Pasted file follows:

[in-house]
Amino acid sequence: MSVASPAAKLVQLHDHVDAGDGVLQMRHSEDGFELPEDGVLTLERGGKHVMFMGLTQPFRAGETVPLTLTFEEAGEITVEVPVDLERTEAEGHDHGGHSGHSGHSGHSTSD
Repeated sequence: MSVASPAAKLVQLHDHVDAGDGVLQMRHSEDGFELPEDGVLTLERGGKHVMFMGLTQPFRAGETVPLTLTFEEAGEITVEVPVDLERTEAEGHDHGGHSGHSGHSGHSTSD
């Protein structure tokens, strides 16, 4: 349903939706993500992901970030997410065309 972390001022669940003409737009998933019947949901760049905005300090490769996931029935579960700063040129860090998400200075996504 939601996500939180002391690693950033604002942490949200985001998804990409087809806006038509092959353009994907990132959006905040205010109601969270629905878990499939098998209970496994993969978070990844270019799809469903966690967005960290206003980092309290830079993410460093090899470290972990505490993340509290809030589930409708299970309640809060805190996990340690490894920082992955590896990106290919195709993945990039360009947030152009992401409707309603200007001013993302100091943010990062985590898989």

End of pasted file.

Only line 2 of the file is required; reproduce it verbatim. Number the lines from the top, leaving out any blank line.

Amino acid sequence: MSVASPAAKLVQLHDHVDAGDGVLQMRHSEDGFELPEDGVLTLERGGKHVMFMGLTQPFRAGETVPLTLTFEEAGEITVEVPVDLERTEAEGHDHGGHSGHSGHSGHSTSD